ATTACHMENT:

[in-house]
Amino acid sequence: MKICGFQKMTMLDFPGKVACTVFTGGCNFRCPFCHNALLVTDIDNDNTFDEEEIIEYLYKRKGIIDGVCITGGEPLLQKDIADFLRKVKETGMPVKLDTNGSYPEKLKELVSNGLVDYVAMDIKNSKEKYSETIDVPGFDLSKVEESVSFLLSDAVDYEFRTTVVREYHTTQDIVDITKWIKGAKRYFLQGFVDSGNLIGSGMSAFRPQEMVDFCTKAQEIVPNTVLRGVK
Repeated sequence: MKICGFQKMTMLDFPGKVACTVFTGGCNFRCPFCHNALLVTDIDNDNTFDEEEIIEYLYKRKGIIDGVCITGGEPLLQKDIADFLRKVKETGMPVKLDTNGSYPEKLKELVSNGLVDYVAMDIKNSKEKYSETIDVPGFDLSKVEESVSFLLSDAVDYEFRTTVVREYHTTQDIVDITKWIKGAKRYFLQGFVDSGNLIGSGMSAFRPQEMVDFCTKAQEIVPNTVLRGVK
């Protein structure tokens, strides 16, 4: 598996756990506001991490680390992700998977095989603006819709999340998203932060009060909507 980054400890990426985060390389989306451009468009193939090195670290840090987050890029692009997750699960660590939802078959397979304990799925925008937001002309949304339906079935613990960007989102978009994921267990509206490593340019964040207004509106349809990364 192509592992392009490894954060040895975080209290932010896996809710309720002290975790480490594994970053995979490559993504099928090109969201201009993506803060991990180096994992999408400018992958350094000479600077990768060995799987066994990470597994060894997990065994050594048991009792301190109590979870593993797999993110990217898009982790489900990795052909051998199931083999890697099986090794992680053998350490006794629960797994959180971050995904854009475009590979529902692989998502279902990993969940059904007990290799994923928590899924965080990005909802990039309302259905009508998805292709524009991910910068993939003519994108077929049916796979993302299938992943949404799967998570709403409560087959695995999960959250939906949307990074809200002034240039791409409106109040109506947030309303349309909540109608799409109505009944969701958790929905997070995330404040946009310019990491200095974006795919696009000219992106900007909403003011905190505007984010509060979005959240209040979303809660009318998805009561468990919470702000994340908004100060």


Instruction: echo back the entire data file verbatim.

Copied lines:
[in-house]
Amino acid sequence: MKICGFQKMTMLDFPGKVACTVFTGGCNFRCPFCHNALLVTDIDNDNTFDEEEIIEYLYKRKGIIDGVCITGGEPLLQKDIADFLRKVKETGMPVKLDTNGSYPEKLKELVSNGLVDYVAMDIKNSKEKYSETIDVPGFDLSKVEESVSFLLSDAVDYEFRTTVVREYHTTQDIVDITKWIKGAKRYFLQGFVDSGNLIGSGMSAFRPQEMVDFCTKAQEIVPNTVLRGVK
Repeated sequence: MKICGFQKMTMLDFPGKVACTVFTGGCNFRCPFCHNALLVTDIDNDNTFDEEEIIEYLYKRKGIIDGVCITGGEPLLQKDIADFLRKVKETGMPVKLDTNGSYPEKLKELVSNGLVDYVAMDIKNSKEKYSETIDVPGFDLSKVEESVSFLLSDAVDYEFRTTVVREYHTTQDIVDITKWIKGAKRYFLQGFVDSGNLIGSGMSAFRPQEMVDFCTKAQEIVPNTVLRGVK
């Protein structure tokens, strides 16, 4: 598996756990506001991490680390992700998977095989603006819709999340998203932060009060909507 980054400890990426985060390389989306451009468009193939090195670290840090987050890029692009997750699960660590939802078959397979304990799925925008937001002309949304339906079935613990960007989102978009994921267990509206490593340019964040207004509106349809990364 192509592992392009490894954060040895975080209290932010896996809710309720002290975790480490594994970053995979490559993504099928090109969201201009993506803060991990180096994992999408400018992958350094000479600077990768060995799987066994990470597994060894997990065994050594048991009792301190109590979870593993797999993110990217898009982790489900990795052909051998199931083999890697099986090794992680053998350490006794629960797994959180971050995904854009475009590979529902692989998502279902990993969940059904007990290799994923928590899924965080990005909802990039309302259905009508998805292709524009991910910068993939003519994108077929049916796979993302299938992943949404799967998570709403409560087959695995999960959250939906949307990074809200002034240039791409409106109040109506947030309303349309909540109608799409109505009944969701958790929905997070995330404040946009310019990491200095974006795919696009000219992106900007909403003011905190505007984010509060979005959240209040979303809660009318998805009561468990919470702000994340908004100060």